Parallel System

There is a trend in multiprocessor systems, such systems have more than one processor in close communication, sharing the computer bus, the clock, and sometimes memory and peripheral devices.

These systems are referred to as “Tightly Coupled” systems. Then the system is called a parallel system. In the parallel system, many processors are executing their jobs in parallel.


Parallel operating systems offer several advantages, including

  • Increased performance: By dividing a task among multiple processors or cores, parallel operating systems can complete tasks faster than traditional single-core systems.
  • Improved reliability: If one processor or core fails, the other processors or cores can continue working. This increases the overall reliability of the system.
  • Scalability: Parallel operating systems can scale to support more users and higher workloads by adding more processors or cores to the system.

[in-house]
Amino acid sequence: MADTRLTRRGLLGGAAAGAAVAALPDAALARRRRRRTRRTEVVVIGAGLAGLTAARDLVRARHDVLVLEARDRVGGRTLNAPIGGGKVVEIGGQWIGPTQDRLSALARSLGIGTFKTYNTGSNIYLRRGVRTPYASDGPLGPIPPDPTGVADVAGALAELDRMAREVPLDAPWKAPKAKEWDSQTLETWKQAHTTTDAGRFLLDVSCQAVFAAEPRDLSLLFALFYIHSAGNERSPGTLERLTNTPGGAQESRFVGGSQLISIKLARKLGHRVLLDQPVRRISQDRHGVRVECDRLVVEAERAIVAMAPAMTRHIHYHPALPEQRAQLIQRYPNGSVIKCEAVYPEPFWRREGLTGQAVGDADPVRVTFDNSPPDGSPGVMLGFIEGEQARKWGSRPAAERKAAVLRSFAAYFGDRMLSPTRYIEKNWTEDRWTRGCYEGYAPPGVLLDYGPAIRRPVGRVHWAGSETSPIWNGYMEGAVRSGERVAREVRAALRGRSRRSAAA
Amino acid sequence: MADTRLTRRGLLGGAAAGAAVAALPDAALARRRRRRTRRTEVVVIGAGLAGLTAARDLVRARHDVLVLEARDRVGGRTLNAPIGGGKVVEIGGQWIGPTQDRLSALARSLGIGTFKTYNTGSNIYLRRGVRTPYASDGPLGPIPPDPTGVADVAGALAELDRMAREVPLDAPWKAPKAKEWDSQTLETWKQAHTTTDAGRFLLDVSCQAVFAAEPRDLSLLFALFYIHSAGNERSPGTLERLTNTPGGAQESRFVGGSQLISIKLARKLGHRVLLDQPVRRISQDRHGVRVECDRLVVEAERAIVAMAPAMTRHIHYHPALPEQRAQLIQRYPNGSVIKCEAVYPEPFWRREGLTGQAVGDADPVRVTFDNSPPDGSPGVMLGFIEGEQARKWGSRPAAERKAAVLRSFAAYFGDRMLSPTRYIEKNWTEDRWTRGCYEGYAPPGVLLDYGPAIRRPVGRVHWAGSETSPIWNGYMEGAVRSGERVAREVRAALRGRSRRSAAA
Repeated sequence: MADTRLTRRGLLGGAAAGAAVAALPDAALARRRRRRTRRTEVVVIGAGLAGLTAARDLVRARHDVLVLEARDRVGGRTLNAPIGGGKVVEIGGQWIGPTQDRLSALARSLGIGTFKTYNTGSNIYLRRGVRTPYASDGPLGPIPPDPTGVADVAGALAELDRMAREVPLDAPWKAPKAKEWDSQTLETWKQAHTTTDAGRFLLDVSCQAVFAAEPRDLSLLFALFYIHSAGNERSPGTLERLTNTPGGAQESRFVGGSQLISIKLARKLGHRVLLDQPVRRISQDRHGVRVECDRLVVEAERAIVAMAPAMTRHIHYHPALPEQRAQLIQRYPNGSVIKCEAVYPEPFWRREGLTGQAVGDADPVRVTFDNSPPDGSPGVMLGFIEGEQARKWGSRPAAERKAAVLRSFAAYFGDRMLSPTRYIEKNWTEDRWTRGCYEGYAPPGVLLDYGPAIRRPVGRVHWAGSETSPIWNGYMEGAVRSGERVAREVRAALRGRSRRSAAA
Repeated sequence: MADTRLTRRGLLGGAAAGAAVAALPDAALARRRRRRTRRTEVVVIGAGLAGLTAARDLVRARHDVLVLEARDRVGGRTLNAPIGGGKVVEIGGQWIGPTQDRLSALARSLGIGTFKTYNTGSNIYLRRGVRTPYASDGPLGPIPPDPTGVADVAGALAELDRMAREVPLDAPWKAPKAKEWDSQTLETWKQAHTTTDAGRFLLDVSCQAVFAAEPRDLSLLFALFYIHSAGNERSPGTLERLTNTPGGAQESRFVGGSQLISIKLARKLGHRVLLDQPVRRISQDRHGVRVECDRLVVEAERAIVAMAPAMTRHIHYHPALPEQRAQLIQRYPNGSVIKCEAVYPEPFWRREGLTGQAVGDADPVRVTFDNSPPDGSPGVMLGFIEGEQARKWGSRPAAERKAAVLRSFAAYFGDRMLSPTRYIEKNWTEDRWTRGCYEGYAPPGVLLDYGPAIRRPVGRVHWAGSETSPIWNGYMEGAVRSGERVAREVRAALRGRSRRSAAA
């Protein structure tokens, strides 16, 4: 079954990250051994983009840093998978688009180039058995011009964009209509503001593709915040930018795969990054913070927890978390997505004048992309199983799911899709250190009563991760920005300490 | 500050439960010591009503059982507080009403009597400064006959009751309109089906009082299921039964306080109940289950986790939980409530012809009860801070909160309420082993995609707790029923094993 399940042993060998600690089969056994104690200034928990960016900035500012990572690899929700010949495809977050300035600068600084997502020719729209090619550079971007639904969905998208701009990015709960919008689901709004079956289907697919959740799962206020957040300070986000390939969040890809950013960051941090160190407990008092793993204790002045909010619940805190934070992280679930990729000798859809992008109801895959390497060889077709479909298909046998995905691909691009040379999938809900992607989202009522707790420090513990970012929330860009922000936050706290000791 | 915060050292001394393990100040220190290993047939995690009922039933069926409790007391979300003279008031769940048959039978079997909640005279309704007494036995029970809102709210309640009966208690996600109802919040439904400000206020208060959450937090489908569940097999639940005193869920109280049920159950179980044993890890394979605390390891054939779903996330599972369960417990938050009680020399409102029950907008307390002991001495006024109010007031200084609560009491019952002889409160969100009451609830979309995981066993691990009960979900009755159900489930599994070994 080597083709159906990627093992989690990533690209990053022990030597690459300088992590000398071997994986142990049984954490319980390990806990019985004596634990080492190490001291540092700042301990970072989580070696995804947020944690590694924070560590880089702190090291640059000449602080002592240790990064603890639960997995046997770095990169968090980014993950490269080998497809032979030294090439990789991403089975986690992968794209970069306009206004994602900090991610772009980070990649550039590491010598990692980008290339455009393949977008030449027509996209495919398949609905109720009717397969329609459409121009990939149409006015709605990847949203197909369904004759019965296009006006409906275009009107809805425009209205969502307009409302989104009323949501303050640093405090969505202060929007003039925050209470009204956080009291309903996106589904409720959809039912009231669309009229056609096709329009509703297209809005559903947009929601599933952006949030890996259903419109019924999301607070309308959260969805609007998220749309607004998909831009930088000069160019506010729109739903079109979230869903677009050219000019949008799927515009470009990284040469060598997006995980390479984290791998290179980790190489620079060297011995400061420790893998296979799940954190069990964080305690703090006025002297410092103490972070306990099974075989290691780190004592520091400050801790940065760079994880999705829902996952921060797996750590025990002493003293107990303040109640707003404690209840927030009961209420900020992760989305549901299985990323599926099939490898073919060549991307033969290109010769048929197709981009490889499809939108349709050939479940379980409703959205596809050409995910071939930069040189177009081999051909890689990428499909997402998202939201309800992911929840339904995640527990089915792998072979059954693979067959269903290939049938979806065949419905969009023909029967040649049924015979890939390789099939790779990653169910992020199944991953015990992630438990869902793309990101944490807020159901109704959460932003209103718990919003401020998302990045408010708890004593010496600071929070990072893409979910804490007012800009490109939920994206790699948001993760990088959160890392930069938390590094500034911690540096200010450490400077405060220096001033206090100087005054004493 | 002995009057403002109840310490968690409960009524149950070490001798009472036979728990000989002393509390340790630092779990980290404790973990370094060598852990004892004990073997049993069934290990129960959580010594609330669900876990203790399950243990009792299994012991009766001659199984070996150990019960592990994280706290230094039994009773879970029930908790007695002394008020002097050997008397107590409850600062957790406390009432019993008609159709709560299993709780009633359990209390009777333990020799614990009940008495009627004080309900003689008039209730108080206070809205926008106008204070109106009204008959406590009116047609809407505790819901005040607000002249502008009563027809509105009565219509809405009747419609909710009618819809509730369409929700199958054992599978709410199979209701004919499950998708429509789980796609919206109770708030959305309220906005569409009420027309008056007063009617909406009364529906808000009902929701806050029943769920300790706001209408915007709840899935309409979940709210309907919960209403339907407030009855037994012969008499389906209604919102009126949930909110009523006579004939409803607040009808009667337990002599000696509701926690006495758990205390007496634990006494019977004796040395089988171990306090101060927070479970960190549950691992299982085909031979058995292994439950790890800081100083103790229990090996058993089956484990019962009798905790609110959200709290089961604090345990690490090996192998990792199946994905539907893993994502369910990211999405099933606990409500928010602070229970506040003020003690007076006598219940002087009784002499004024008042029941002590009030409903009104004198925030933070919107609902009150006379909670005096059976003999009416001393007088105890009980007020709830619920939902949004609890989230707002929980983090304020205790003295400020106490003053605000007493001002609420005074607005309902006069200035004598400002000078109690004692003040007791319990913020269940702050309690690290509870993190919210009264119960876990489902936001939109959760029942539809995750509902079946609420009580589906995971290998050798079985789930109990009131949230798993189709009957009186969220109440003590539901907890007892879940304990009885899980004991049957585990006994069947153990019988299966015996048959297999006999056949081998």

• Better resource utilization: Parallel operating systems can utilize system resources more efficiently than traditional operating systems, as tasks can be distributed among multiple processors or cores.
  • Increased flexibility: Parallel operating systems can be customized to meet specific needs and can be configured for different types of workloads.

Distributed System

In a distributed operating system, the processors cannot share a memory or a clock, each processor has its local memory. The processor communicates with one another through various communication lines, such as high-speed buses. These systems are referred to as “Loosely Coupled” systems.


If multiple sites are connected by high-speed communication lines, it is possible to share resources from one site to another.

For example, let’s consider two sites, s1 and s2, which are connected by communication lines. Suppose s1 has a printer, but s2 does not. Then, in a distributed operating system, it is possible to access the printer from s2 without physically moving to s1.

Therefore, resource sharing is possible in a distributed operating system.

In distributed systems, a large computer is partitioned into several sub-systems, which are run concurrently.

If a resource or system fails in one site due to technical problems, we can use other systems or resources in some other sites. Therefore, the reliability of a distributed system increases.